Estonia declared its independence in 1918. The country's ancient history is closely related to Sweden, not least the period from 1561 to 1710 when Estonia was part of the Swedish empire.
Estonia is today a parliamentary democracy with well-functioning institutions. There has been a broad political consensus on the development strategy that has promoted the economic growth. In 2004 two important long-term goals were met when the country became a member of both the EU and NATO. Estonia became a member of the OECD in 2010 and in January 2011 the EU's common currency Euro was introduced in Estonia.
There are slightly more than 2000 registered companies with some Swedish ownership in Estonia. Based on Business Sweden’s estimation over 800 maintain an active business in Estonia, in many cases as a subcontractor to the Swedish industry. Sweden is the largest direct foreign investor in Estonia, approximately EUR 4.1 billion equivalent to 26.7 percent (2014).The largest proportion of the Swedish companies are active in various administration and support services, but also trade and repair of motor vehicles.
Many of the Swedish companies have been successful in the Estonian market and have a great impact on the Estonian economy. For example, the Swedish banks have a dominant position and constitute about four-fifths of the local financial market. The largest market players are Swedbank, SEB, Nordea and Handelsbanken. Ericsson alone stands for about ten percent of Estonia's total exports. Among other enterprises, companies such as TeliaSonera, ABB and many forest companies are among the largest enterprises in Estonia.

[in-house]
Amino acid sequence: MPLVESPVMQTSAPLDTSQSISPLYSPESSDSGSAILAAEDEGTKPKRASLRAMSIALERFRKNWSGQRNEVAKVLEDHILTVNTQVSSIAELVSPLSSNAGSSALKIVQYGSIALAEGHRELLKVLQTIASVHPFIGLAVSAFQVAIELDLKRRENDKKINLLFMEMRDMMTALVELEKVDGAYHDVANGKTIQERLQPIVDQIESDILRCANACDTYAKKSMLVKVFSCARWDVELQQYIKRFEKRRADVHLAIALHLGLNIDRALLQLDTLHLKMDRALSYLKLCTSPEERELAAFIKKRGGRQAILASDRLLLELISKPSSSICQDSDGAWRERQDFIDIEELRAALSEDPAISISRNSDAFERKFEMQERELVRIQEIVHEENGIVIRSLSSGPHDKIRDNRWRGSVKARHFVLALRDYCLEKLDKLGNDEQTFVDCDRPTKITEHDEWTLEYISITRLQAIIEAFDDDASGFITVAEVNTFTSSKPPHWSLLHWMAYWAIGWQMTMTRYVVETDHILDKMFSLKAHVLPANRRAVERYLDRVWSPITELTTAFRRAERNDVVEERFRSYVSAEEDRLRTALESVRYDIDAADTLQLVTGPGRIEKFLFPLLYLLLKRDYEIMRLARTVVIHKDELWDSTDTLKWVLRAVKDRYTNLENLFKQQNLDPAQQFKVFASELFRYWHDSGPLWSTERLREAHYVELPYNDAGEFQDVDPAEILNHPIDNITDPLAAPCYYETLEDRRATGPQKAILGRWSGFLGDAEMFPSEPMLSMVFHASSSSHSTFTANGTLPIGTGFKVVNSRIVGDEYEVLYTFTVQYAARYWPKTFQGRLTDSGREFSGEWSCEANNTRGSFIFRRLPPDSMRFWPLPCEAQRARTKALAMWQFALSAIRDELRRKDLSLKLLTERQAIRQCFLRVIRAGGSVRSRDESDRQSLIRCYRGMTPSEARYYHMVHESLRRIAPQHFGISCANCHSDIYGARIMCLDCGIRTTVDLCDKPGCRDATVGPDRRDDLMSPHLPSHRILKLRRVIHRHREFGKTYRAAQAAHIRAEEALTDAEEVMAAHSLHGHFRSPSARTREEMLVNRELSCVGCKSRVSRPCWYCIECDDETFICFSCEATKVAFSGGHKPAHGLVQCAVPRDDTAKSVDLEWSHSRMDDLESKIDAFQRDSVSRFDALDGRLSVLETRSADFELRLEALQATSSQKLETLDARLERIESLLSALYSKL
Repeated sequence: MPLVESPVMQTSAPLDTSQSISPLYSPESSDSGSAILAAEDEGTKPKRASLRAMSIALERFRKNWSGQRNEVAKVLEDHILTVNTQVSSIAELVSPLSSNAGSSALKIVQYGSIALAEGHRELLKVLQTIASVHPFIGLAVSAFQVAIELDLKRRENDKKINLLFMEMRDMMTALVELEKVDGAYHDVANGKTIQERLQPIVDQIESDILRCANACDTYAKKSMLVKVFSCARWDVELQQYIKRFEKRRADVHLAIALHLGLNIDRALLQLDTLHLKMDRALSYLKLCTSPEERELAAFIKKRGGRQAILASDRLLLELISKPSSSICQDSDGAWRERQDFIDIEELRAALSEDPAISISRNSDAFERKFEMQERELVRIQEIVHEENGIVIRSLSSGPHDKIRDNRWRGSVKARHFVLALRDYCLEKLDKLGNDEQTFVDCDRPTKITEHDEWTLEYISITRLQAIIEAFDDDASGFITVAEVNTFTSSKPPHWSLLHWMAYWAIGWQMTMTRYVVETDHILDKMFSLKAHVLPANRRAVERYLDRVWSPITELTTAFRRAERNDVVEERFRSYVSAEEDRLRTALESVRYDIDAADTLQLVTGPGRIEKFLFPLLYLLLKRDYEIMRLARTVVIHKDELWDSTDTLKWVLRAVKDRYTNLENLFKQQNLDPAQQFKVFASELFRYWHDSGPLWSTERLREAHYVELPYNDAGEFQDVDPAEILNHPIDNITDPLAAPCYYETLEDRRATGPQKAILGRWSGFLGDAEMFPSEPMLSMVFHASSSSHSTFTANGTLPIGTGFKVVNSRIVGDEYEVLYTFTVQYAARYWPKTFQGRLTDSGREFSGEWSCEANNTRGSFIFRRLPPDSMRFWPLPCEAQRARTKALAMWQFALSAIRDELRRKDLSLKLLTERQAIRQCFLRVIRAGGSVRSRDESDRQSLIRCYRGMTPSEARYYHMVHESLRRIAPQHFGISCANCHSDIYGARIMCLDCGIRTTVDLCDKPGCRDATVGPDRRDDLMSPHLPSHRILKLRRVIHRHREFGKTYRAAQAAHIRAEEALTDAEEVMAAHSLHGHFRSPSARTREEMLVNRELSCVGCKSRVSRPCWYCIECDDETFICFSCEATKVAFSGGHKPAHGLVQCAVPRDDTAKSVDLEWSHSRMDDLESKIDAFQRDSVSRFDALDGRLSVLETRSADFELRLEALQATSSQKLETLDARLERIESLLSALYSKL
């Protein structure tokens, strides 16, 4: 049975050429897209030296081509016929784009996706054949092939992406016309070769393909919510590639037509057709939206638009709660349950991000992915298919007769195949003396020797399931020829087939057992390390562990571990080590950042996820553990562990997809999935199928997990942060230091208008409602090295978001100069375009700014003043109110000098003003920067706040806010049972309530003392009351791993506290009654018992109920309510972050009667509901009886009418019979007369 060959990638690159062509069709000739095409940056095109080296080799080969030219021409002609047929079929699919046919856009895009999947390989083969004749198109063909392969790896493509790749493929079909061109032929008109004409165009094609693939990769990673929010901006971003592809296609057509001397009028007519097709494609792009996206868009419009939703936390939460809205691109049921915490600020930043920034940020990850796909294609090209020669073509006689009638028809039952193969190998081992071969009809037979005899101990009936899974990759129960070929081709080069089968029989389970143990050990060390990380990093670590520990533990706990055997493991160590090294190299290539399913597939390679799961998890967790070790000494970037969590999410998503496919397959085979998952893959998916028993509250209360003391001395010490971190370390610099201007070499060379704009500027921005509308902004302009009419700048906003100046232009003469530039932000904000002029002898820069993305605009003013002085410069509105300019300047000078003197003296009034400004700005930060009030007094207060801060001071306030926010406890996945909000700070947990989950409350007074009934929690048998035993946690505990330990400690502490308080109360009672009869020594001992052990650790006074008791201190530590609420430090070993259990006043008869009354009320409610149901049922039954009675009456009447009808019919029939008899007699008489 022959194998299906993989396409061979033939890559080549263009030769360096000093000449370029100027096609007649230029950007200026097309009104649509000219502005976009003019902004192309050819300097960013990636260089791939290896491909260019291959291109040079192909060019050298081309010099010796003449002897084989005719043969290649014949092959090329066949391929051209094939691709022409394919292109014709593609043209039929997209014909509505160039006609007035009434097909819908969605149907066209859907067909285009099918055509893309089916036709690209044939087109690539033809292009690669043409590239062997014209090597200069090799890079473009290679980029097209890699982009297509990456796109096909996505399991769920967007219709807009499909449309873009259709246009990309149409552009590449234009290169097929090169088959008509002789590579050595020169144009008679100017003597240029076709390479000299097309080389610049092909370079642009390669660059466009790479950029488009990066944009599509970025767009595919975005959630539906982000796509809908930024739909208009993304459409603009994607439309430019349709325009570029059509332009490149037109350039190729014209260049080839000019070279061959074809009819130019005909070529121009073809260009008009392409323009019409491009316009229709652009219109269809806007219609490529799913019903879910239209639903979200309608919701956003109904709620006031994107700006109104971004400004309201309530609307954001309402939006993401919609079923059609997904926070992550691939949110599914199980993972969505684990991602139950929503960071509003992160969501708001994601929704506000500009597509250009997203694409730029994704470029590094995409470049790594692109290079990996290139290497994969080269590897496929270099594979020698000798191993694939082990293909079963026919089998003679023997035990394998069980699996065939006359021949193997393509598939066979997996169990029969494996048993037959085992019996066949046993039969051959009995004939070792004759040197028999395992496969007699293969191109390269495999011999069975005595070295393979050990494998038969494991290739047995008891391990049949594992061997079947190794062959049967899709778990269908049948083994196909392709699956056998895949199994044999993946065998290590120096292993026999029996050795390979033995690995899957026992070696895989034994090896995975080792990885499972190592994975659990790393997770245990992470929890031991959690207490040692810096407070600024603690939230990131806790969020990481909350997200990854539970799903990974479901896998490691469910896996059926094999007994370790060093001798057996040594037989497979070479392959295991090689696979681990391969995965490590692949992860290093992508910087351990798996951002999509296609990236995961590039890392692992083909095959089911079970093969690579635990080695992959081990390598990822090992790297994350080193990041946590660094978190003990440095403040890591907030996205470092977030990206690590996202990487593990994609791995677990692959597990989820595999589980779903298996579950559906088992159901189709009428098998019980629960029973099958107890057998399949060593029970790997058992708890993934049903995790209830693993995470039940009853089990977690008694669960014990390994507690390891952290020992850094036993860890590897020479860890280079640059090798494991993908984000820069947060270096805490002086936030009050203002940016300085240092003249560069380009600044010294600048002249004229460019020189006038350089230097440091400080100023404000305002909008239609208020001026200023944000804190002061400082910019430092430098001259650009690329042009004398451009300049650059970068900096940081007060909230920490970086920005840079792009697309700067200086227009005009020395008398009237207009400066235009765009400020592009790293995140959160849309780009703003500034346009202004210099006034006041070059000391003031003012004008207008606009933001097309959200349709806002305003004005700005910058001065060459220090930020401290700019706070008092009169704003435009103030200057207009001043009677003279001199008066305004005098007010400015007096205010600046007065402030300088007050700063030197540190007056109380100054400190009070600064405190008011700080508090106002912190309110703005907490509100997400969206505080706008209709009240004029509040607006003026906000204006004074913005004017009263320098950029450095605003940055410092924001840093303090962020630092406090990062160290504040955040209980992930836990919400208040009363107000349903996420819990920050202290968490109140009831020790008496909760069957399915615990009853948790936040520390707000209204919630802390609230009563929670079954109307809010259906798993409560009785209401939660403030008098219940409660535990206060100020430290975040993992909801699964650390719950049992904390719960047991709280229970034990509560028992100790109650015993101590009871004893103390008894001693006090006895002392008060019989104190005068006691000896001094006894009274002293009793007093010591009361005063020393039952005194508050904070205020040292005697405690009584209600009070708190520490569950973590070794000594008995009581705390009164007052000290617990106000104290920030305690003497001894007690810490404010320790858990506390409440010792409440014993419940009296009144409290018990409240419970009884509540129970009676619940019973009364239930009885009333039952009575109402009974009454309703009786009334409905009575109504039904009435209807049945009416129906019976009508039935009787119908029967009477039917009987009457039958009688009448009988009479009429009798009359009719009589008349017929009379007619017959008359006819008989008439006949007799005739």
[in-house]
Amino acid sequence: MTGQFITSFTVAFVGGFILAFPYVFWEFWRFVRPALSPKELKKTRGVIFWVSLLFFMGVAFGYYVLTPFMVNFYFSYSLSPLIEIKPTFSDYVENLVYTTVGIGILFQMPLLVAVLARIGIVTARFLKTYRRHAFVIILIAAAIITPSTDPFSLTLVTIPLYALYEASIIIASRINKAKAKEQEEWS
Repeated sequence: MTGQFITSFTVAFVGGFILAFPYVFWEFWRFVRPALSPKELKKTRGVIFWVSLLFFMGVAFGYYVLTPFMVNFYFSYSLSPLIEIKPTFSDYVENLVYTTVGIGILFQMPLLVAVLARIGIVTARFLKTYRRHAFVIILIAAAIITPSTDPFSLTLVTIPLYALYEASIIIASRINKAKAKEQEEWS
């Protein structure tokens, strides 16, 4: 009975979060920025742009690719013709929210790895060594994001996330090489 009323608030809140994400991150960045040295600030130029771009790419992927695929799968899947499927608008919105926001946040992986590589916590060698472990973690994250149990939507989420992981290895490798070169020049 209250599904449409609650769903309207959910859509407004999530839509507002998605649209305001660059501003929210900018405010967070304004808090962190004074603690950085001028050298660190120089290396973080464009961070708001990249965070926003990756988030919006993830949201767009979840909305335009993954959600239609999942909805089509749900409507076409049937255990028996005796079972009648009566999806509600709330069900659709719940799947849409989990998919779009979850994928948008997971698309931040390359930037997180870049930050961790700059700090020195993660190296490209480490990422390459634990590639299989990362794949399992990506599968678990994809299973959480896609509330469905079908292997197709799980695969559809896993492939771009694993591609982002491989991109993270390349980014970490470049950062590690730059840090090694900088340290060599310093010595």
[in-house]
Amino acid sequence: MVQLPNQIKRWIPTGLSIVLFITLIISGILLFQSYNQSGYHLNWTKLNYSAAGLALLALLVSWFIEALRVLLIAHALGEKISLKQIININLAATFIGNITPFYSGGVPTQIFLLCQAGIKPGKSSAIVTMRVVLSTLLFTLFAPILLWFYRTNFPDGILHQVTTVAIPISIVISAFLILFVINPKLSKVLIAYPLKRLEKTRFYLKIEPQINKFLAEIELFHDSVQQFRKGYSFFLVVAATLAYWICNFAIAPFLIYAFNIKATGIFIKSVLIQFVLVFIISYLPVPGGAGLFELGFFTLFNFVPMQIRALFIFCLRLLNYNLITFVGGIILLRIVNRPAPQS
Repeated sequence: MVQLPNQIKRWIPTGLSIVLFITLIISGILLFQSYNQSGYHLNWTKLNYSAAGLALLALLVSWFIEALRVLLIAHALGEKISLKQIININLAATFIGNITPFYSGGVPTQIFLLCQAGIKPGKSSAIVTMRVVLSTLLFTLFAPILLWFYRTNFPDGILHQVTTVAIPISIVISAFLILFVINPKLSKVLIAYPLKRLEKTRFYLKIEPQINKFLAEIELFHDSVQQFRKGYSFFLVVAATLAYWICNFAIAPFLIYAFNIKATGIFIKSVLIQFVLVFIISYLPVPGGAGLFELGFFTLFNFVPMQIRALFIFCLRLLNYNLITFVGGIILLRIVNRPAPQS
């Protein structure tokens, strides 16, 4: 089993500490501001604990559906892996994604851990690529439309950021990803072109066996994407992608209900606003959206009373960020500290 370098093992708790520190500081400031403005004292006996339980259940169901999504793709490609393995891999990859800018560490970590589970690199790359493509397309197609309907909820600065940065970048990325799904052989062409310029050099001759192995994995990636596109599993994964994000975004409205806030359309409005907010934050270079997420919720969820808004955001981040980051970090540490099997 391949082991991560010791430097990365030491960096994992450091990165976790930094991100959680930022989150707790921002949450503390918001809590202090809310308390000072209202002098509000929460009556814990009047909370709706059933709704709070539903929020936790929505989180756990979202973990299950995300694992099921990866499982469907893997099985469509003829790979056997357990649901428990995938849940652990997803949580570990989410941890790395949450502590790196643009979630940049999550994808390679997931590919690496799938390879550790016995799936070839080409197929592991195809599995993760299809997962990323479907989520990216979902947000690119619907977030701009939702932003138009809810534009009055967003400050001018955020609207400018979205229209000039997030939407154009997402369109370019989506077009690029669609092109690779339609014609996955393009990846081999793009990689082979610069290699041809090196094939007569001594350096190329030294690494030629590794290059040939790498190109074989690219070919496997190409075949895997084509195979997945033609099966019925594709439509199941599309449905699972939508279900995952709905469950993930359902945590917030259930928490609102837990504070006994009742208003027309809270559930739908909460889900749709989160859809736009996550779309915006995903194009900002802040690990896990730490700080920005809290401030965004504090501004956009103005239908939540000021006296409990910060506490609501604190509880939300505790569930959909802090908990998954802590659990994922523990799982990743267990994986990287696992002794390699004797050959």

Trade flows are dominated by the EU countries. 72 percent of the exports went to the EU, in imports was 83 percent from other EU countries. Sweden remains the largest export market and an increase of 5 percent to EUR 2.2 billion (equivalent 18 percent of the total export value) was noted. Exports to Sweden were dominated by electronics, and wood and wood products. Other major export markets are Finland, Latvia and Russia. Important import countries were Finland, Germany and Sweden. Imports from Sweden is dominated by electronics and transport equipment. The bilateral trade with Sweden resulted in an Estonian surplus of EUR 0.7 billion (2014).
Business Sweden is present in Tallinn since the early 1990s. In close cooperation with the offices in Riga and Vilnius, we supply various assignments for Swedish companies which are interested to explore business opportunities, find cooperation partners as well as to establish their own operations in Estonia and the Baltic countries.
We have a broad local experience with well-established networks to efficiently be able to assist new or already established Swedish companies in the Baltic countries - Estonia, Latvia and Lithuania.
Contact us to find out more about the market and our services.